If we cut a spring two halves (or consider a spring as two with the same lengths), each spring should have a doubled k.

LeslieTrue

Another view to hack the problem: Any part of a spring should be affected by the same force. Hence, the different force assumption should be fake.

Then, for detailed explanation:
Think about the equation for the bottom end of the spring:$F=k\Delta l$. Then, we furtherly analyse the middle point of the spring, we have $F = k_{top\ half}\Delta x_{middle}=\frac12 k_{top\ half}\Delta l$. Since the "same force" theorem, $k_{top\ half}=2k$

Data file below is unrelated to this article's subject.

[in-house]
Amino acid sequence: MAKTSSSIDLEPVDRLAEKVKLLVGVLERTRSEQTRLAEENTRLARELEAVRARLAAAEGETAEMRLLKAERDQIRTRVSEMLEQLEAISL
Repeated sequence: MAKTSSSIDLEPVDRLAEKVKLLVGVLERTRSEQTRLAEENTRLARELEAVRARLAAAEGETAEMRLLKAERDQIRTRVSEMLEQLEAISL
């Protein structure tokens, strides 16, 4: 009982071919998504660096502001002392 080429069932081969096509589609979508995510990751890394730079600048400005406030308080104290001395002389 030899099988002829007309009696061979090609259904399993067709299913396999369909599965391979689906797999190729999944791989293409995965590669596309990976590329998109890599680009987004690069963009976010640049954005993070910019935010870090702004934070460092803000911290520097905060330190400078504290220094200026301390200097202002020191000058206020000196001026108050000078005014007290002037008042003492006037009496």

If we cut a spring two halves (or consider a spring as two with the same lengths), each spring should have a doubled k.

Another view to hack the problem: Any part of a spring should be affected by the same force. Hence, the different force assumption should be fake.

Then, for detailed explanation: Think about the equation for the bottom end of the spring:$F=k\Delta l$. Then, we furtherly analyse the middle point of the spring, we have $F = k_{top\ half}\Delta x_{middle}=\frac12 k_{top\ half}\Delta l$. Since the "same force" theorem, $k_{top\ half}=2k$